"For the technocrats from the two biggest economies to have a common understanding of and approach to global economic problems is the most important outcome of the exercise," Dollar wrote on the Brookings website last week.
INVESTMENT TREATY TALKS
Talks on a bilateral investment treaty (BIT) certainly will be high on the agenda during the upcoming two-day S&ED meetings as BIT negotiations have been considered the most important issue in the two nation's economic relationship.
The investment treaty talks began in 2008 as China and the U.S. sought to increase mutual investment, which only accounted for a tiny share of their respective overseas investment.
But it was not until the 2013 S&ED meetings that the talks entered a substantial phase after the two countries agreed to conduct negotiations on the basis of pre-establishment national treatment with a negative list approach.
"Such an agreement could be a game changer in terms of unlocking new opportunities and leveling the playing field for U.S. firms and investors," Nathan Sheets, undersecretary for international affairs at the U.S. Treasury, said in April. "The S& ED will continue to support the BIT negotiations and investment liberalization."
The two countries agreed at last year's S&ED meetings to resolve core issues and major provisions of the BIT by the end of 2014 and to initiate negotiations on the negative list, sectors and items barred to each other's investment, in early 2015.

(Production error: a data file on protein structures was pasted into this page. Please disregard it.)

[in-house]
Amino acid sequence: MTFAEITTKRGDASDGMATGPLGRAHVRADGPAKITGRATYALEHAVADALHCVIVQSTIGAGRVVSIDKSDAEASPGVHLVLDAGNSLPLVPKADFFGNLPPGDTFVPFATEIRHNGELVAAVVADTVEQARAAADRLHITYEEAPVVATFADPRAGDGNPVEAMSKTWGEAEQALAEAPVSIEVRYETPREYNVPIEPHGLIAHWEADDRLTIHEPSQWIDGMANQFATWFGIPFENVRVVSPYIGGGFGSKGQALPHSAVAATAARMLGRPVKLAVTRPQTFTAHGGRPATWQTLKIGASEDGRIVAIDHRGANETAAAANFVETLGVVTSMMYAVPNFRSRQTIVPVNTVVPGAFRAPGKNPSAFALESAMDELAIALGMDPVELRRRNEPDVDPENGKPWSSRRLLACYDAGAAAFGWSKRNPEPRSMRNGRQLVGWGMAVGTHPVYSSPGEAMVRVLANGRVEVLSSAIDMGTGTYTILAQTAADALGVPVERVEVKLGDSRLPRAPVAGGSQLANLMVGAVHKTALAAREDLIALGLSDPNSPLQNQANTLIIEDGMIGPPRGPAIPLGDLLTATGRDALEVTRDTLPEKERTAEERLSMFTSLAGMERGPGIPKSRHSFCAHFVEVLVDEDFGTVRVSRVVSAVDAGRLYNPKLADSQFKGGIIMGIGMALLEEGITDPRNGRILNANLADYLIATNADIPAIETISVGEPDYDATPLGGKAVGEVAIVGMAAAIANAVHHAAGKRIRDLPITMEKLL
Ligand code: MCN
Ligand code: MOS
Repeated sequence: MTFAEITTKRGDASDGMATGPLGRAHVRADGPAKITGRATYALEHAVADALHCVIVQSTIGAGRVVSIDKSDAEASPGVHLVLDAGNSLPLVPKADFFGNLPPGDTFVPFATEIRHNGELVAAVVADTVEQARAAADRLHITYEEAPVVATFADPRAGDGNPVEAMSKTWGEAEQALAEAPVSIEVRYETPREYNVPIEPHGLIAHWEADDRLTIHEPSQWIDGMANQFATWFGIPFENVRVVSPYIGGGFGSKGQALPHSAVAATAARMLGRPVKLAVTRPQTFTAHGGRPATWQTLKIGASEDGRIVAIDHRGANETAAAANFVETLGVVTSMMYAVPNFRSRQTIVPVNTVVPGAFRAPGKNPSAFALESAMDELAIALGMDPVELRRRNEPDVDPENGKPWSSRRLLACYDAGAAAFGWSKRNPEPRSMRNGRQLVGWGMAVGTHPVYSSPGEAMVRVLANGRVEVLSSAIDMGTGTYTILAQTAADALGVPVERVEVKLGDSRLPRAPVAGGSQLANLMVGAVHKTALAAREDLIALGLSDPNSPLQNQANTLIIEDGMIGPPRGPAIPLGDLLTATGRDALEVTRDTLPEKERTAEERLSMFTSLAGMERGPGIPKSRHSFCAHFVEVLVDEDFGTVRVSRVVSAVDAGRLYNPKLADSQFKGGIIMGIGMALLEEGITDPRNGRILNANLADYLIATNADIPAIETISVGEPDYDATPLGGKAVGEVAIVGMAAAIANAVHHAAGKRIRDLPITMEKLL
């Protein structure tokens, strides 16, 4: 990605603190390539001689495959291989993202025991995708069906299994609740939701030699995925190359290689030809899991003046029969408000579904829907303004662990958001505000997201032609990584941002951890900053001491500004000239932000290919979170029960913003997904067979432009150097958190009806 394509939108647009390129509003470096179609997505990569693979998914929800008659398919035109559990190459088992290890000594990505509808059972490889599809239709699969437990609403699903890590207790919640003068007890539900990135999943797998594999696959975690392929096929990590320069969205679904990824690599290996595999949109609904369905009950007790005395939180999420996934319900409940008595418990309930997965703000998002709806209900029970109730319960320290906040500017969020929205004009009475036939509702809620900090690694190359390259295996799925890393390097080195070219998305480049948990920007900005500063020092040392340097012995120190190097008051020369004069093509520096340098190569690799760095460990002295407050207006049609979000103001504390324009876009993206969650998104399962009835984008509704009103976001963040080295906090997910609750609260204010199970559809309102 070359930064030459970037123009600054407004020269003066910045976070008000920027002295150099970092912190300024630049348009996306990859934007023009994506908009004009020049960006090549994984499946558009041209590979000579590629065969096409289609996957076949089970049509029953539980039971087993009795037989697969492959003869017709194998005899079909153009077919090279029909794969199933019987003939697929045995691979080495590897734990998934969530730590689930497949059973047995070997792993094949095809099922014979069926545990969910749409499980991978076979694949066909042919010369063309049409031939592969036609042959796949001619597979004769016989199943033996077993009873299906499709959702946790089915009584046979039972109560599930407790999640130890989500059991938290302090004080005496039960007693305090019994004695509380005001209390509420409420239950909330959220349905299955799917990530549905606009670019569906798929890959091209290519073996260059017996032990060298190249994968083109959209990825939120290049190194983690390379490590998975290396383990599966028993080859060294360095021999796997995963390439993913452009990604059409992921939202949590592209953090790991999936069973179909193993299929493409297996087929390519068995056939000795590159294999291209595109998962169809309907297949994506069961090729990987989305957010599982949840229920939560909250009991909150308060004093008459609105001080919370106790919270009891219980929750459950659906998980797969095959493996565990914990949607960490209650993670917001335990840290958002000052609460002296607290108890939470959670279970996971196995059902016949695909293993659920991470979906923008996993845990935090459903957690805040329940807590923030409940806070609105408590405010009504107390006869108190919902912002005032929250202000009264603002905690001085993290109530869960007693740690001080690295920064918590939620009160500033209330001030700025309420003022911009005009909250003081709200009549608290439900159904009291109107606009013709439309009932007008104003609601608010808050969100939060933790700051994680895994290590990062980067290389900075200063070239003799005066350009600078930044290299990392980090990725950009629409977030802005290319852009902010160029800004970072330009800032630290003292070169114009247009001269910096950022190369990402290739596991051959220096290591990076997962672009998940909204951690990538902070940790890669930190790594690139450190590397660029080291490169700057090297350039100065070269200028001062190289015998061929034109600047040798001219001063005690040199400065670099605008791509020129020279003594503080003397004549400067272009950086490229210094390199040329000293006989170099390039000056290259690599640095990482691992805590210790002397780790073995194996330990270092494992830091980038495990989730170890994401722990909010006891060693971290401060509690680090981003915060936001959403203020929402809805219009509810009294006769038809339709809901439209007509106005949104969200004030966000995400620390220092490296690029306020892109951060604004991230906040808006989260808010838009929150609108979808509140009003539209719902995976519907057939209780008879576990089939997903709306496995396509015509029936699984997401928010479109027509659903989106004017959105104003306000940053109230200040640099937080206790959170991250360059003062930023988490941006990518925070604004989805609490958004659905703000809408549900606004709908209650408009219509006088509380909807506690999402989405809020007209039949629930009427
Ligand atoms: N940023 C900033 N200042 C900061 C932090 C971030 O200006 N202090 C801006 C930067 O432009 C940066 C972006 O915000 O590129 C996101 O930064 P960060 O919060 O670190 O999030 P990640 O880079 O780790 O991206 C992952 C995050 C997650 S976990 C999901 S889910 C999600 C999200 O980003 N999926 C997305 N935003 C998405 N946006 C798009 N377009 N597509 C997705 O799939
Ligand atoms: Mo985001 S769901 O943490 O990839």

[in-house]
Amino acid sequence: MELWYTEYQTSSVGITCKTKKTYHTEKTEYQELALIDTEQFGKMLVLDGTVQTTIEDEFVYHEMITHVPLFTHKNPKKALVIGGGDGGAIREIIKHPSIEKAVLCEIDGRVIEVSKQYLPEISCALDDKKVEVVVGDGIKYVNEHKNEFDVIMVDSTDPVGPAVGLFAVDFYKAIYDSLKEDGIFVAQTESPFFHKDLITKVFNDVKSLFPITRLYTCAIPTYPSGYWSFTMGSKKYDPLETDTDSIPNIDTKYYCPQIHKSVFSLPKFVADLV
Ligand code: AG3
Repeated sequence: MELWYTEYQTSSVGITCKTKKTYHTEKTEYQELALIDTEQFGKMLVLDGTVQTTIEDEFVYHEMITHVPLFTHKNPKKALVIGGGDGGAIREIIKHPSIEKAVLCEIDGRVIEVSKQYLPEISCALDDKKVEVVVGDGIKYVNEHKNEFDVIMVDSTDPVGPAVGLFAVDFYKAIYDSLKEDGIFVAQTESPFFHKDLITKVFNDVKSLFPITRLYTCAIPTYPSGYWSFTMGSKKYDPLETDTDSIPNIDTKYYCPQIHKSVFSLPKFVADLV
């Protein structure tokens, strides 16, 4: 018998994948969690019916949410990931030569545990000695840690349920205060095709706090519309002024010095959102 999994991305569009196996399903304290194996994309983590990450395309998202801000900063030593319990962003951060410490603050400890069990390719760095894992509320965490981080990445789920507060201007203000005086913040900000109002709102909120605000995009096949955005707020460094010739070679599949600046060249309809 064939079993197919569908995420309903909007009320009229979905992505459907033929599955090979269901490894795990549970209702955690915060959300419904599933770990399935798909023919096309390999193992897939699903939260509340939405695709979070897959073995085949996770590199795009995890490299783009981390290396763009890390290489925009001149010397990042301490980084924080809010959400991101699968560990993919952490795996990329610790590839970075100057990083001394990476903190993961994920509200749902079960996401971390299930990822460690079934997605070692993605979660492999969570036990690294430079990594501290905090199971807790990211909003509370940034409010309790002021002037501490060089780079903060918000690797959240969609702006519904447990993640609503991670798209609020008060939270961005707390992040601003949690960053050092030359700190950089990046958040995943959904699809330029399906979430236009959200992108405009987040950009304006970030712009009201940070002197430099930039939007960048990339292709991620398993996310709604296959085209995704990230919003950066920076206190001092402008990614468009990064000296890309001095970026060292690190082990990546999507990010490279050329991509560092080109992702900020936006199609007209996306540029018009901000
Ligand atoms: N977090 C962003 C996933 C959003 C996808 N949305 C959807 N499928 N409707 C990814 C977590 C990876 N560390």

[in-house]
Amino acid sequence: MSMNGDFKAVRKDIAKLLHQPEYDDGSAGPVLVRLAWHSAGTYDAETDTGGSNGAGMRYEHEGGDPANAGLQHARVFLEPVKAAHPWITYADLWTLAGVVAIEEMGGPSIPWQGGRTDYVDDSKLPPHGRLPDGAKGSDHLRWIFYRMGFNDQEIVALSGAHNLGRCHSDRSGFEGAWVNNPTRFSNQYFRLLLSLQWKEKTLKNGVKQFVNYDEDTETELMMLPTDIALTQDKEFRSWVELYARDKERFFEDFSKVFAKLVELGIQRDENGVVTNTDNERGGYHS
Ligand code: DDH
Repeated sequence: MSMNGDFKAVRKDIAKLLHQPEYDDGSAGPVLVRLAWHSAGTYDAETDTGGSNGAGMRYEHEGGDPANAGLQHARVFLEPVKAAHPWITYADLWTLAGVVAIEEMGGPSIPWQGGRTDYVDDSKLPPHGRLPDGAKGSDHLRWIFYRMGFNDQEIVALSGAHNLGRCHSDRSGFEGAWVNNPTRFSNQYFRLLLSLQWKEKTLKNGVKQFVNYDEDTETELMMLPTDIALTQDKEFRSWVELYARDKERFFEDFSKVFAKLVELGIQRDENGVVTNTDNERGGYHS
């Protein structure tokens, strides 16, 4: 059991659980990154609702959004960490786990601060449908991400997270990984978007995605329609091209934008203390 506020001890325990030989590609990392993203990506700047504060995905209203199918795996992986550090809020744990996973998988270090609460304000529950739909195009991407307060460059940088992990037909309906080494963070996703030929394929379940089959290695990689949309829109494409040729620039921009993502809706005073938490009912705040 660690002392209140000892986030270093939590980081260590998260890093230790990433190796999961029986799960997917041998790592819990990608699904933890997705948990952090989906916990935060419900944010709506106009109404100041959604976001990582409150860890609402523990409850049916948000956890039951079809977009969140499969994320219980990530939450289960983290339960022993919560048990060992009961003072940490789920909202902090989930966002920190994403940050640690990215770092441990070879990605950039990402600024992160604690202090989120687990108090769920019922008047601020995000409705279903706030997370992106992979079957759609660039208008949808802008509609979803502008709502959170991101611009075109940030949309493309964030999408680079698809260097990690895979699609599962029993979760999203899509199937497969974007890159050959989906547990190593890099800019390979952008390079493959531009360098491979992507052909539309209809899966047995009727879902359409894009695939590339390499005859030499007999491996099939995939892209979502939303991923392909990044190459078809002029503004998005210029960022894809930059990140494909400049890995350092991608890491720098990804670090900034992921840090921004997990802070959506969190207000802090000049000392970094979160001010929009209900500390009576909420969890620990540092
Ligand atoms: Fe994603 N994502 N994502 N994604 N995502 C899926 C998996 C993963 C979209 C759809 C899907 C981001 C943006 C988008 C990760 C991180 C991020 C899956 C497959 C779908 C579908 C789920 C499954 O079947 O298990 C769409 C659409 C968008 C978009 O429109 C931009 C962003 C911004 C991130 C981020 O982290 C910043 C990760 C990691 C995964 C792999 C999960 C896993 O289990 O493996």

During the latest round of talks in Beijing earlier this month, the two sides exchanged initial negative list offers, ushering in a new phase of bilateral negotiations.
While China's initial negative list offer "may be longer than the U.S. wants," the fact there's a negative list is already "a huge progress," said Posen, who expected the two countries to move forward the investment treaty talks at the S&ED meetings.
"The important question is would there be any what we call ' early harvest'," said Dollar, referring to China's willingness to open some sectors for foreign investment soon before a treaty is agreed upon.
If China opens up some sectors soon and improves market access for U.S. and other foreign investment, that will "create a much stronger foundation in the United States for moving ahead with the bilateral investment treaty," he added.
Experts are optimistic that the U.S. and China could finish the BIT talks under the Obama administration, but the ratification might have to wait until after the 2016 U.S. presidential election.
Huang said it is necessary to realize that "both sides want to have a BIT," as it will help address a number of investment concerns between the U.S. and China, and investors from both countries will get better access to each other's markets.
The BIT is also very important for moving forward China-U.S. economic relations as "it is only the documentary agreement dealing with international economic issues between the U.S. and China in the foreseeable future," Huang noted.
CLEAN ENERGY COLLABORATION
Huang believed climate change and clean energy are also on the agenda of the upcoming S&ED meetings as both countries could gain a lot by collaboration in these areas, but they haven't done enough to tap that great potential.
The whole world needs green technology products to help address global environmental issues, but these products currently are too expensive, Huang said.